Eight, middle-school boys and their coach from the small village of Tanana in remote Interior Alaska were Thursday night in a van roaring down the Richardson Highway bound for the Valdez Hooping for Spring Basketball Tournament thanks to a basketball fan in Dallas.
But not just any basketball fan. This one just happened to be Mark Cuban, owner of the NBA’s Dallas Mavericks.
And how did Cuban, a guy who made billions of dollars in electronic media of various sorts, end up connected to a basketball team in far off Alaska, a place at almost the opposite end of the continent from his Texas home?
The old-fashioned way, with a letter.
But to get to the end of this story, we have to go back to Arnold Marks Jr. at the beginning.
Marks is a teacher at the Maudrey J. Sommer School on the banks of the Yukon River in wild Alaska. His K-12 school is home to about 40 students. A 2001 graduate of the very same school who went on to earn a Bachelor of Arts in English from the University of Alaska Fairbanks, Marks has been a high school teacher in Tanana for about seven years now.
For most of that time, he has also been the on-again, off-again basketball coach for whatever group of kids has enough players to field a team – girls or boys, high schoolers or middle schoolers.
In a village like Tanana far off the Alaska road system, everyone sort of has to be a Jack of all trades. Along with coaching and teaching English, Marks takes charge of social studies, technology and art when he isn’t racing the Iron Dog – the world’s longest, toughest snowmachine race – or hunting to help provide moose meat to feed himself and some other villagers.
In this case, Marks said by cell phone from Glennallen on the road from Fairbanks to Valdez, he started coaching a group of middle-school boys (there are no middle-school-age girls in Tanana this year) “who kind of needed a guy in their life to step up.”
The guys proved to be a good group of young players, but it’s hard to tell how good when you’re only playing four-on-four against your friends. So when Marks’ daughter downriver in school at Galena mentioned the Valdez Hooping for Spring Tournament, dad got an idea.
He’d see if he could raise enough money to take the middle-school team to Valdez to play some real competition. He sent a letter home to parents asking for help, but the financial well in Tanana isn’t exactly deep. The median family income is less than $35,000, and that’s counting the stars of “Yukon Men,” a based-on-reality reality TV show that the Discovery Channel films in and around the village.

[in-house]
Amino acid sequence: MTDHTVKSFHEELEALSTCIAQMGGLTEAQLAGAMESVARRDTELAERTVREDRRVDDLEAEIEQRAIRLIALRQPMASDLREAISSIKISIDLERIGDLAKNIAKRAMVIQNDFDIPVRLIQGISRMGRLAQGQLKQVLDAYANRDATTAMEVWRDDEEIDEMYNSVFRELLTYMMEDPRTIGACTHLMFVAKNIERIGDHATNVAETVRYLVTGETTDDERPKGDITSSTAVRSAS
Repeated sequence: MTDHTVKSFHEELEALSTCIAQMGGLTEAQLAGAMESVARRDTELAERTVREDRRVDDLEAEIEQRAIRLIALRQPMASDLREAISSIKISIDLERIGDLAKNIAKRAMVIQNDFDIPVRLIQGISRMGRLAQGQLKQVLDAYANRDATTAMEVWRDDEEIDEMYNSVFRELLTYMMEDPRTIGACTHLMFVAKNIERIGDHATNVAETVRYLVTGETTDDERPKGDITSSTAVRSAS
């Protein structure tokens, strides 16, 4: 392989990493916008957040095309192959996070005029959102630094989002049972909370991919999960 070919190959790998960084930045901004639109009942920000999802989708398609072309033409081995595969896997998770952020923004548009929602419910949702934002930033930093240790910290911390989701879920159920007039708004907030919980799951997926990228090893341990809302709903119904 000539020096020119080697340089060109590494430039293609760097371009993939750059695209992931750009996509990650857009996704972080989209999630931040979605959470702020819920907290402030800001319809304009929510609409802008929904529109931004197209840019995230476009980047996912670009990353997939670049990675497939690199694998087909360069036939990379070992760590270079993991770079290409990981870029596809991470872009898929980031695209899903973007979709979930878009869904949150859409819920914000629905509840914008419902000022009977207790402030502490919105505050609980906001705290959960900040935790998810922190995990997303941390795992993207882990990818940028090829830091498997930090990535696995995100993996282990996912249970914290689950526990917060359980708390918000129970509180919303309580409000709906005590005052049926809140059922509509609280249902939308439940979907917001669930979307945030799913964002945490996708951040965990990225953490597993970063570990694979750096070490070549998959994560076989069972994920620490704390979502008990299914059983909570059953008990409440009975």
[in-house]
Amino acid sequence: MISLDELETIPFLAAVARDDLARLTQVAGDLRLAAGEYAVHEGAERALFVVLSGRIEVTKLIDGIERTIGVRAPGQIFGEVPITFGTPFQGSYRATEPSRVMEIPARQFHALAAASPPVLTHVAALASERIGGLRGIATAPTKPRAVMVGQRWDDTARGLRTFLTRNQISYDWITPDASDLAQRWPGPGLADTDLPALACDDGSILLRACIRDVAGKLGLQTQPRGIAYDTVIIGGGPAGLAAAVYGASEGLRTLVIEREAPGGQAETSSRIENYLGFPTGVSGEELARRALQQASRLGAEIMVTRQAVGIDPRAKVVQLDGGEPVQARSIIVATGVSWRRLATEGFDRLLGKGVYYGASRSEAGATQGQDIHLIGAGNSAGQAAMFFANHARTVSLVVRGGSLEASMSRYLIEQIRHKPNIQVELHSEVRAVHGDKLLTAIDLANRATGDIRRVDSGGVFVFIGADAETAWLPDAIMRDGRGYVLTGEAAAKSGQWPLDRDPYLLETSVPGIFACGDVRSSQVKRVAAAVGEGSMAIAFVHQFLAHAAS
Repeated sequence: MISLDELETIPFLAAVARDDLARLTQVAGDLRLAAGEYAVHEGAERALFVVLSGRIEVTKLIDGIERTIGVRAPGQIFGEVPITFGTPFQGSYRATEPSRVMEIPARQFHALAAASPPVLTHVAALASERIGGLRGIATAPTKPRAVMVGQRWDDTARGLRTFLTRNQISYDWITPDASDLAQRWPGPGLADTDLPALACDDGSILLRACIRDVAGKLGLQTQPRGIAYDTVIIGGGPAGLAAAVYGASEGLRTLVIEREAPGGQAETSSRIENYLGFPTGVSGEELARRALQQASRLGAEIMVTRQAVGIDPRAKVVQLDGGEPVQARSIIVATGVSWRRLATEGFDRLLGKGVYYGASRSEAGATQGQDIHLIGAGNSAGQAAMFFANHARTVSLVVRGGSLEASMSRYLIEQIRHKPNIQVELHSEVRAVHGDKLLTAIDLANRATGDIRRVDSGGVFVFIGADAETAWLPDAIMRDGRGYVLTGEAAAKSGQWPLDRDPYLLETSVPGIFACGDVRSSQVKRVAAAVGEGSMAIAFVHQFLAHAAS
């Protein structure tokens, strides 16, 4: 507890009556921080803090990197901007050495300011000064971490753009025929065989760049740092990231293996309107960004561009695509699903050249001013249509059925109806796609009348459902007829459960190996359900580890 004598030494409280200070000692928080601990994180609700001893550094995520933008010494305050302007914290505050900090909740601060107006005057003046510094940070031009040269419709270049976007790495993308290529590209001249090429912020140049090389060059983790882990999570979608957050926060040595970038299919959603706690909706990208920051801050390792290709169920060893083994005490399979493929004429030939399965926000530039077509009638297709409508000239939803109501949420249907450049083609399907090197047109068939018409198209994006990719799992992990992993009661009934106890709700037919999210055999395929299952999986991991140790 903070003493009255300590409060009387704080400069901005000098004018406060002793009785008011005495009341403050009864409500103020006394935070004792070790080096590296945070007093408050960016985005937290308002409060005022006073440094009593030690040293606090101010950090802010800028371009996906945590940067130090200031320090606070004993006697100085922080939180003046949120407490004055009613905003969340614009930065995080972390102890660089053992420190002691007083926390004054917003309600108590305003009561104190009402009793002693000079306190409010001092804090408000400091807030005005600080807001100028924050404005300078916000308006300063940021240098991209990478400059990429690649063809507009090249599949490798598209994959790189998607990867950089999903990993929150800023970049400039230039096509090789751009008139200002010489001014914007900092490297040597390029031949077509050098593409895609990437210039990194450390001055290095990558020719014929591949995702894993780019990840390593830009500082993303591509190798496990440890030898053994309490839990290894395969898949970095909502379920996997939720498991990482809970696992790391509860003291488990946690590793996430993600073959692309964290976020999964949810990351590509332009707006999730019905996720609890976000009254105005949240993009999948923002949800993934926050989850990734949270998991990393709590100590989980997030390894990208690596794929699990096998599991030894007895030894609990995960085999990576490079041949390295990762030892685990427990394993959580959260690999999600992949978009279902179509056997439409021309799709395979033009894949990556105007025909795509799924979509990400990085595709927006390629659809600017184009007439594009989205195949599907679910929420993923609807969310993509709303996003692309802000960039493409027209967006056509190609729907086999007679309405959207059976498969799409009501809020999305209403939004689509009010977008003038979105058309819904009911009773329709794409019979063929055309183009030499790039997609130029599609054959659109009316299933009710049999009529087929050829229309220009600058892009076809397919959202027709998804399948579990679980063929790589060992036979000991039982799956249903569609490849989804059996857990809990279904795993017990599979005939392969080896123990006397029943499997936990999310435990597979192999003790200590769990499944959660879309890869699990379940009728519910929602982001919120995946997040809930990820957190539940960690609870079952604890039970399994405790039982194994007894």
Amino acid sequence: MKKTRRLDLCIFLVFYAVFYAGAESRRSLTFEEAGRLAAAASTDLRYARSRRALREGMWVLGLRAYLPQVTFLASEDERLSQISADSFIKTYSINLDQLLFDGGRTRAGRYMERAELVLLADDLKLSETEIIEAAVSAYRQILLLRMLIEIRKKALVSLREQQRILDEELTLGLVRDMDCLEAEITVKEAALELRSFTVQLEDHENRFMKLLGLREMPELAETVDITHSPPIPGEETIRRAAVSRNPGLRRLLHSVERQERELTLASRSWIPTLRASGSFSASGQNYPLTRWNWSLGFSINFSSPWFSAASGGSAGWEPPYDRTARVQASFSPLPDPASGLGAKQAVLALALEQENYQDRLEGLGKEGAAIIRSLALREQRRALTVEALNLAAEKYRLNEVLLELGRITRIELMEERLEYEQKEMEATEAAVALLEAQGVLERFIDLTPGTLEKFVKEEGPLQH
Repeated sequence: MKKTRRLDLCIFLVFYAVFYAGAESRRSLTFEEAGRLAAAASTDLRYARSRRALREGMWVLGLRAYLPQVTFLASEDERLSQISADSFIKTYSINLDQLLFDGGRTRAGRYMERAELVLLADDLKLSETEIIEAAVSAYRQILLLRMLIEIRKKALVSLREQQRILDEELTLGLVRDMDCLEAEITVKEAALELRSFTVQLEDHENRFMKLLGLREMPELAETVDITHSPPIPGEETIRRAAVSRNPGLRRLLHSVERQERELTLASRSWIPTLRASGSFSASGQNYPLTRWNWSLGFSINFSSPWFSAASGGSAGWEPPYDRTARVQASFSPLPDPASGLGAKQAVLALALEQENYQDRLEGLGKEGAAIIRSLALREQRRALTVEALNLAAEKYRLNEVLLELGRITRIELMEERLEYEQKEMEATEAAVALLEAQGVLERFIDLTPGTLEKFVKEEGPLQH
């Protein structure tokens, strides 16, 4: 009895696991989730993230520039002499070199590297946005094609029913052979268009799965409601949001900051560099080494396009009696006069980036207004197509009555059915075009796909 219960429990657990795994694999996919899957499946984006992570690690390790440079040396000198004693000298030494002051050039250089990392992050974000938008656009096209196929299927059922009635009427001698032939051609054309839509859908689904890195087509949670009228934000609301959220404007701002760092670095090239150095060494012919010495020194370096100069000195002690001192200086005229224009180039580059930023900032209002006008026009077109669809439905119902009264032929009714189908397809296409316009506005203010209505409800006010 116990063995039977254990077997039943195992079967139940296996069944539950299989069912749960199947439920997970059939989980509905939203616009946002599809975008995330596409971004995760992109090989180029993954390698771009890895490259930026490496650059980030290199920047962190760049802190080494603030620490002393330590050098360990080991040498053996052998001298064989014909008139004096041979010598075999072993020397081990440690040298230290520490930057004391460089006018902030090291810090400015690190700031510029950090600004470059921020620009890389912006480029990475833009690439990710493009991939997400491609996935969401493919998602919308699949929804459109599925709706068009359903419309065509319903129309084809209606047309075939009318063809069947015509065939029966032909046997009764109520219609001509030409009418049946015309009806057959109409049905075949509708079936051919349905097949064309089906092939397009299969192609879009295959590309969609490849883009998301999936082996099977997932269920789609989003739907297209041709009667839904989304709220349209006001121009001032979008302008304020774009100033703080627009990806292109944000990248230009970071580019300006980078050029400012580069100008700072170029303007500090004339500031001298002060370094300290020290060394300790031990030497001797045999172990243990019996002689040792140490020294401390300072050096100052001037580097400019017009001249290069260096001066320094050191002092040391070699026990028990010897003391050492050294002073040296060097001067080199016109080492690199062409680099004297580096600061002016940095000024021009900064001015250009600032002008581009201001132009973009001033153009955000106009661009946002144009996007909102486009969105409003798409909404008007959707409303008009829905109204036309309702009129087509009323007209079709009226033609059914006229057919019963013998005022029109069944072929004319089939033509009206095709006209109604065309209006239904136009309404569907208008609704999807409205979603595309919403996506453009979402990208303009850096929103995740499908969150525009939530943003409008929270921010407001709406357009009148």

“Our village is only a couple hundred people, so you can only raise so much money,” Marks said.
Recognizing that some outside assistance was likely to be needed to come up with enough to pay for the trip to Valdez, some of the parents decided to start writing letters asking others for help.
A shot in the dark
One of those letters went from Christine Erhart, the mother of one of the boys on Marks’ team, to Cuban. The next thing Erhart knew, she was getting a call from Cuban’s personal assistant.
“She called me up to tell me, and I was kind of like, ‘No way!'” Marks said.
“She said, ‘All we need is a picture of the boys.”
Marks emailed it pronto, and not long after the funds for the Valdez trip were sent to the school account.
“I’d budgeted it out at the high end if we were going to stay in hotels and eat out,” Marks said, “and it budgeted out to $6,500.” He thought that was too much so he started calling around to see if he could find Valdez residents willing to host the boys. He eventually got the cost down to $4,000.
Cuban said not to worry about it and sent the full $6,500.
“But we’re still trying to cut as much cost as possible,” Marks said, because he’d like to take the Tanana high school boys to a Colony High School Basketball Team Camp, an NBA sponsored event, in Palmer in June.
Travel will be a lot cheaper then because the ice will have gone out on the Yukon River or should have. Once that happens, the team can travel about six miles upriver by boat to a new road that connects to the Alaska highway system.
That saves a lot of money. Marks said it cost about $2,000 to fly himself and the eight boys the 130 miles to Fairbanks, where he rented a van and started the 368-mile drive to Valdez.
Winners all around
Along the way, the Tanana Wolves stopped for a game in Glennallen – a wide spot along the highway home to about 500 people – and beat the local players 31 to 10.
“Our team is pretty good,” Marks said.
As for Cuban, Marks said what he wanted to say in his own words in a post on his Facebook page earlier this week:
“Mark Cuban is a hero!
“Now that I got your attention let me explain. As many of you know the middle school boys have all been working hard with their parents and other adults to raise money for the boys to go to a tournament in Valdez. We were coming up short, and I was beginning to worry that we wouldn’t have enough to make it. I mean, it’s all a good lesson. We want to work for what we get, but sometimes, no matter how hard we try, our best just isn’t good enough, and we have to be disappointed. It was looking like disappointment for us.
“It took the enthusiasm of a child and the help of his mom to turn it all around. John D and Christine wrote letters to people asking for donations. One letter was to Mark Cuban. He decided that he liked what we were doing, and that he wanted to help our little team. All that he asked for was a picture of the boys he was helping. With the stroke of a pen, he paid for the entire cost of the trip. I know prayers aren’t always answered, and disappointment is part of life, but this time we learned a different lesson. We learned that miracles can happen, and heroes do exist. Mark Cuban is our hero.”